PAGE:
A pore-scale mechanistic investigation of shale gas condensate at near saturation pressure on fluid flow in shale

Shu Pan*, Jingsheng Ma, Julian Youxiang Zuo, Nejib Hamed

*Corresponding author for this work

Research output: Contribution to conferencePaperpeer-review

7 Citations (Scopus)


Shale gas condensate is known to form more readily in smaller than larger pores at the same reservoir conditions and can reduce the mobility of the gaseous phase significantly not only in individual pores but also in a pore system, to limit gas production. To investigate the interplay of fluid confinement factors on effective gas flow behaviors in shale, in this work we developed a new phase equilibrium calculation algorithm for evaluating phase properties in pores of variable sizes and a shale-gas pore-network model. We coupled them into a workflow to study the effect of shale gas condensate on the gas permeability on selected pore networks, considering an empirical criterion of condensate pore bridging and gas flow and transport mechanisms. The workflow makes use of Soave-Redlich-Kwong (SRK) EOS to model the fluid phase behavior, Zuo and Stenby's parachor based method to predict IFT and Pedersen's corresponding state model to predict viscosity by an iterative procedure underpinned by a modified negative flash algorithm. For any given pore network, this procedure is applied to calculate a full set of PVT properties for any confined reservoir fluid and to evaluate pore-bridging criterion for each and every pore element in the network before performing pore-network gas flow simulation. The pore network model is implemented to simulate the real gas flow in nanoscale porous media, taking into account the contributions from non-Darcy flow, adsorption, surface diffusion, and the formation of condensate bridges. Using an Eagle Ford gas condensate sample, this study shows that the decreasing pore size has led to an increase in condensate dropouts in a nanoscale single cylindrical pore. The condensate liquid has moderately higher PVT properties compared to the gas phase. The differences of those properties between condensate and gas phases become smaller with the decrement of pore size. This trend appears to be opposite to those of a non-confined fluid in which condensate drops out due to pressure depletion. It has implied that the fluid confinement effect causes less flow resistance than pressure deletion even if the amount of dropouts are the same. The roles of both the pore space confinement and topology were examined on representative models. The results from the simulations on uniform pore networks show gas adsorption and surface diffusion have opposite effects and result in a minor net negative impact to the apparent permeability even when pore radius is less than 50 nm. The simulation results on a regular pore network with randomly distributed pore size show there is only a limit impact on apparent permeability as a result of condensate bridging in small pores, but with an increase in tortuosity, this impact increases.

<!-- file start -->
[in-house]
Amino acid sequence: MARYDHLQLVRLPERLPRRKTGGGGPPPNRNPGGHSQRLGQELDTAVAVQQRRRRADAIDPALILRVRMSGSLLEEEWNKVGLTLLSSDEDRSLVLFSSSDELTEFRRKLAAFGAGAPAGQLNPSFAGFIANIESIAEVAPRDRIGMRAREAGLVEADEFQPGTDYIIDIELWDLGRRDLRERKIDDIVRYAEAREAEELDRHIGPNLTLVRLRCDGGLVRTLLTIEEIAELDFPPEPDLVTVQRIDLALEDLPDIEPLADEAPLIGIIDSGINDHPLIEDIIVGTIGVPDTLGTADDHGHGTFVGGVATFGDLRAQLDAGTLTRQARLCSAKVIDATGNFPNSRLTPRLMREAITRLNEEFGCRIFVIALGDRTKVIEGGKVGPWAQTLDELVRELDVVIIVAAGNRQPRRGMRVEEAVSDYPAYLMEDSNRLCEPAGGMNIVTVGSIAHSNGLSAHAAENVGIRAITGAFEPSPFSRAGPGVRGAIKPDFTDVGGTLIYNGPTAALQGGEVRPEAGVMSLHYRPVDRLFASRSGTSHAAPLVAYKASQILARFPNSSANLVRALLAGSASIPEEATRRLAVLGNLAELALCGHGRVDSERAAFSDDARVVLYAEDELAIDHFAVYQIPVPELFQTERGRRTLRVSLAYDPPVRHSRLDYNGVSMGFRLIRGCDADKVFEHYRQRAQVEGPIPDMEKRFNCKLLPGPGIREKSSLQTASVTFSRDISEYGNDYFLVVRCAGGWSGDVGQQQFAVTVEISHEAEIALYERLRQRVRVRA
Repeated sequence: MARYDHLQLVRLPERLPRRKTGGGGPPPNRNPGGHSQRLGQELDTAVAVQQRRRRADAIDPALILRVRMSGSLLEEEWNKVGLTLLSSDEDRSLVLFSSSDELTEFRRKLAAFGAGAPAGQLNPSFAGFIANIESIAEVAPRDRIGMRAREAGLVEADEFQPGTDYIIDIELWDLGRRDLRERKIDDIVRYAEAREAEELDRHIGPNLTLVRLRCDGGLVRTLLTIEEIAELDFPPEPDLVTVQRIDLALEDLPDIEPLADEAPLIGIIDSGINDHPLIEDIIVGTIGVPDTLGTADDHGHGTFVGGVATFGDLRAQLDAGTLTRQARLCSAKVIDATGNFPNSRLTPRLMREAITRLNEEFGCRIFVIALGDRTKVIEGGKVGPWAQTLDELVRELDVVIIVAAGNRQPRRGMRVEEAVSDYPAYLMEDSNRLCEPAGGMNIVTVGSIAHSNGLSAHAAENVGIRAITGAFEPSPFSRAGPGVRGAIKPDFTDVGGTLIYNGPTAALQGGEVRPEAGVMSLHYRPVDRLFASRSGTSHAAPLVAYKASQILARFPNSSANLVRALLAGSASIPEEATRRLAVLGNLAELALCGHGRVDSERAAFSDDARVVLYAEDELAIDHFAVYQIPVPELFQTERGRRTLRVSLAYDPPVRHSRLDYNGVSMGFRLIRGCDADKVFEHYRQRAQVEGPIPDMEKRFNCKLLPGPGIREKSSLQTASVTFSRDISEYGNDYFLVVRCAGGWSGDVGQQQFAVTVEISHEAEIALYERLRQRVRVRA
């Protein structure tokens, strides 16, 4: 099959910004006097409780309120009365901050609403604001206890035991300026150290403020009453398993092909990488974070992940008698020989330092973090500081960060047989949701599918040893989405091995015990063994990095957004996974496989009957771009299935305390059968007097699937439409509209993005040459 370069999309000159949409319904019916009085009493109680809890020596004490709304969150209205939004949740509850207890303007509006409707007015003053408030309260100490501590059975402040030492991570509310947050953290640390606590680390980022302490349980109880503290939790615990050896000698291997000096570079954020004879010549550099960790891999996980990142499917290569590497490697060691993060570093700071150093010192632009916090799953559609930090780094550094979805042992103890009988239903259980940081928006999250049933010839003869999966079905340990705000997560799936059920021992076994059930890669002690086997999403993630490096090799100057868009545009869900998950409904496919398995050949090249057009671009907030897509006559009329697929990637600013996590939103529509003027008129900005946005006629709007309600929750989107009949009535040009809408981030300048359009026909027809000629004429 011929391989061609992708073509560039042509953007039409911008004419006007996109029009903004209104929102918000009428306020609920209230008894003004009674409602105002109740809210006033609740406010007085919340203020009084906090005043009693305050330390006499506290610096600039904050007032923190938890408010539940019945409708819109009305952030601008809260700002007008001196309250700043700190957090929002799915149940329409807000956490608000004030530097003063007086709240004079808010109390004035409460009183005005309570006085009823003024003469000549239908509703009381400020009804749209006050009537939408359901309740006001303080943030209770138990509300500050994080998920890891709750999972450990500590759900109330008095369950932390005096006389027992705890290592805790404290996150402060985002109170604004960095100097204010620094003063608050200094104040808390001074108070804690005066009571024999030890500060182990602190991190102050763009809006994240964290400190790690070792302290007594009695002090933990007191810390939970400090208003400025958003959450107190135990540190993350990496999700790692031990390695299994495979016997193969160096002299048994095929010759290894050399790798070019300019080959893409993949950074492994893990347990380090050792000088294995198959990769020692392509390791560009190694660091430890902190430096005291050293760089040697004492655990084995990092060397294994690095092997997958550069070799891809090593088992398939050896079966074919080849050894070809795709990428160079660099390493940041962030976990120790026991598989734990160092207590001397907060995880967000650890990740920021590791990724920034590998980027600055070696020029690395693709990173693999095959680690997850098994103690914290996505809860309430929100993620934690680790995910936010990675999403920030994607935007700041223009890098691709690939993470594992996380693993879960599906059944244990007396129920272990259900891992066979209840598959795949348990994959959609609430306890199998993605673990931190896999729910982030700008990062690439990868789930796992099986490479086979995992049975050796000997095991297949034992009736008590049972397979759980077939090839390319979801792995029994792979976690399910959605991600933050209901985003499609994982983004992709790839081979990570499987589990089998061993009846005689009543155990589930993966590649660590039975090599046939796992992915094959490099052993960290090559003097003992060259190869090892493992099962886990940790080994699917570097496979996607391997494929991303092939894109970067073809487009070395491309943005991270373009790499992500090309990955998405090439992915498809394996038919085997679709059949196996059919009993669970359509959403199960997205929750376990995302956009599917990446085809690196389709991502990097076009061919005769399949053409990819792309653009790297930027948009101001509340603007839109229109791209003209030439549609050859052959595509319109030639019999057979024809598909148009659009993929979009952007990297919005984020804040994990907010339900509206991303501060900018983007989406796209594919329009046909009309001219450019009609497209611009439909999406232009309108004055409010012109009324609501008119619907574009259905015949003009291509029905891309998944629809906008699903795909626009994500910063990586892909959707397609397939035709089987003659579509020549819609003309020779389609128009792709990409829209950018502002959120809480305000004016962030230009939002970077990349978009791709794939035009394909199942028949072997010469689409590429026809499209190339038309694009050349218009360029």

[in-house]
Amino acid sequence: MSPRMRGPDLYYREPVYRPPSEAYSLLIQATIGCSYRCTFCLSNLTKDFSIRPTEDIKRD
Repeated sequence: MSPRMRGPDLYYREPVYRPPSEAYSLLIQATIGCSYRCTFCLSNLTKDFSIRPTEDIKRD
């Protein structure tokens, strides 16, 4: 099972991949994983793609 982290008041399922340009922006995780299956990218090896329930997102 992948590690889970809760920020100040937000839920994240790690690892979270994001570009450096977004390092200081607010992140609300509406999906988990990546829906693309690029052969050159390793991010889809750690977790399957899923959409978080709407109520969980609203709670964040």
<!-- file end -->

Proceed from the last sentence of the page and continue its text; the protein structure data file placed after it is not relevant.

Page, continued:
Original languageEnglish
Publication statusPublished - 2019
EventSPE/AAPG/SEG Unconventional Resources Technology Conference 2019 - Denver, United States
Duration: 22 Jul 201924 Jul 2019


ConferenceSPE/AAPG/SEG Unconventional Resources Technology Conference 2019
Abbreviated titleURTC 2019
Country/TerritoryUnited States

ASJC Scopus subject areas

  • Renewable Energy, Sustainability and the Environment


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